Chief Joseph Middle School

The parking lot at Chief Joseph Middle School is completely empty as spring break comes to a close Friday in Bozeman.

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The Bozeman School Board has declared an unforeseen emergency in the wake of the governor’s two-week closure of all Montana public schools to help prevent the spread of the new coronavirus.

The trustees’ 7-0 votes at a special meeting Friday protect the school district financially, especially if the closures continue beyond March 27.

The votes also protect students’ credits toward graduation, ensuring that online classes will count the same as in-person classes.

And the votes allow the superintendent to award students class credit if they can prove proficiency in subjects, through their grades or by passing tests, rather than having to sit in class a certain number of hours.

The board also voted 7-0 to cancel bus routes next week, which will save about $10,000 a day for bus routes that won’t run.

Trustees rejected a plea by the First Student bus contractor to continue paying the company, which warned drivers may quit if they get no pay next week — or in future weeks if the school closures continue beyond March 27.

Mike Waterman, school district business services director, urged canceling the bus routes and payment to First Student.

The company argued in a letter and its local branch manager came in person to plead that drivers would have a hard time paying for their housing and other expenses.

But Waterman argued that Bozeman taxpayers are also having a hard time paying their bills and keeping a roof over their heads, and some will lose their incomes because of the virus’ impact. Any money saved on the canceled bus routes would go back to taxpayers next year, he said. They shouldn’t have to pay for something when they receive no benefit, he added.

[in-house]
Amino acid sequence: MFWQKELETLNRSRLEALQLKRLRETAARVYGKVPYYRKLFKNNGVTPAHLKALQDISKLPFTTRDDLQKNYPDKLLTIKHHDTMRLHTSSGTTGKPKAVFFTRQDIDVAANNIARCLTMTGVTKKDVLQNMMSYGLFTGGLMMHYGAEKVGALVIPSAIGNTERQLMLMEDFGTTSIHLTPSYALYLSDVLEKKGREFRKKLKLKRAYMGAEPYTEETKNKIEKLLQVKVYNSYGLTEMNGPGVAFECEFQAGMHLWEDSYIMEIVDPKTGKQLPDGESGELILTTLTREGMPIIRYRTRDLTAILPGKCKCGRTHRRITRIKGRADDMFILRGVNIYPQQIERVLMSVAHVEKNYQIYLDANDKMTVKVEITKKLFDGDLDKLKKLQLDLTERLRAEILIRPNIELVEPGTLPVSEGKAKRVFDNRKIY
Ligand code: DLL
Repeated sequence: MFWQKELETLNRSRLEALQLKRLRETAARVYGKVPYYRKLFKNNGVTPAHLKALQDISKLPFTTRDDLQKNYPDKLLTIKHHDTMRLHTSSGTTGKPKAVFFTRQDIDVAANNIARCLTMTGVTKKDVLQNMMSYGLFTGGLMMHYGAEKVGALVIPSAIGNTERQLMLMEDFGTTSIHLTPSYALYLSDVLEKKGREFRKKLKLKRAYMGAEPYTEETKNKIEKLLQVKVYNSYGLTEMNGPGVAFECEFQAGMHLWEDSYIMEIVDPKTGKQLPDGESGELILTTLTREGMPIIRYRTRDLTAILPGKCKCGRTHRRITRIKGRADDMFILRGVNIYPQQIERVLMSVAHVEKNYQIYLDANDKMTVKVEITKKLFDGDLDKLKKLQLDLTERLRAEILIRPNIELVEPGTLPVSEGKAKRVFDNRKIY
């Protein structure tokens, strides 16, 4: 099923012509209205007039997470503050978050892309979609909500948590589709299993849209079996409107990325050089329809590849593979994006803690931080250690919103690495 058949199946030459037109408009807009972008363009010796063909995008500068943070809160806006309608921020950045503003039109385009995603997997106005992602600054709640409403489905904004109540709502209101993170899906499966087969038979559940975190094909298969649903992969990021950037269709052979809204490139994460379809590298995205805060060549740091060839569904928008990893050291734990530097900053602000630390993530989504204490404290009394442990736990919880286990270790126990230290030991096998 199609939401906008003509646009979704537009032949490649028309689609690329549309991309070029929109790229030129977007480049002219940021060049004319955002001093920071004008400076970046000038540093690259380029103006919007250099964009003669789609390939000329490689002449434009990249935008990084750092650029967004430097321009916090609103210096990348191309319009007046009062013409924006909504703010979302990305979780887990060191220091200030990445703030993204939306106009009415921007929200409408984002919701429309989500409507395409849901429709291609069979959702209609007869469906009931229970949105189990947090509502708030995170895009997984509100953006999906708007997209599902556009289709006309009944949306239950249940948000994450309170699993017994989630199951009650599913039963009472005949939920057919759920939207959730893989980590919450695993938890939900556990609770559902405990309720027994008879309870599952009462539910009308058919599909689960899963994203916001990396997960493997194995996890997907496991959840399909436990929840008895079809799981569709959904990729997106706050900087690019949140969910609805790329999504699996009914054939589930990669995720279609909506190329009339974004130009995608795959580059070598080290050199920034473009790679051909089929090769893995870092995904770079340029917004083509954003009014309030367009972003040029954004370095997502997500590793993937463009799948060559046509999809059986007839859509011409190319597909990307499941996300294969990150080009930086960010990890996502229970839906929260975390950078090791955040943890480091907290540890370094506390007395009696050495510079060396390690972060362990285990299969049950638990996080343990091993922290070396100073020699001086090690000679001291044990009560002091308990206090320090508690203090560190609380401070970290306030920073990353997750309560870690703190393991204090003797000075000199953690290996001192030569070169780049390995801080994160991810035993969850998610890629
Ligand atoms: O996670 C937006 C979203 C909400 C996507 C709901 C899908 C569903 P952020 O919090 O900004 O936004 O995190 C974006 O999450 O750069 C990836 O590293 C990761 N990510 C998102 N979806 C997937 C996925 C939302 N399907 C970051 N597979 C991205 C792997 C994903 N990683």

Though Gov. Steve Bullock has promised to keep paying the state’s share of busing costs during the two-week school closure, the state pays only 15%, Waterman said. The county pays 15% and the rest, 70% “comes straight out of the pockets of local taxpayers” he said. “These are the folks we’re trying to protect.”

It’s First Student’s responsibility to decide whether to pay its drivers next week, Waterman said. The company is fearful some drivers will leave, and that’s a risk, he conceded. But he compared it to paying the light and heat bill to NorthWestern Energy. It’s up to the company, not the schools, to decide whether to pay their employees, he said.

Trustee Douglas Fischer said no one knows how long the school closures will last.

“It’s important we give some indication to parents it is a serious and consequential thing, and we don’t necessarily have an end date in mind,” Fischer said. “Nothing I’m seeing suggests we’re going to be back in school March 30 when the governor’s order lifts. Potentially for a lengthy period, it’s going to be off-site instruction.”

Trustee Gary Lusin agreed and said one result of the emergency declaration is that “if the governor decides not to extend beyond the 27th, we can extend” the school closure in Bozeman “and get funding for it.”

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Gail Schontzler can be reached at gails@dailychronicle.com or 582-2633.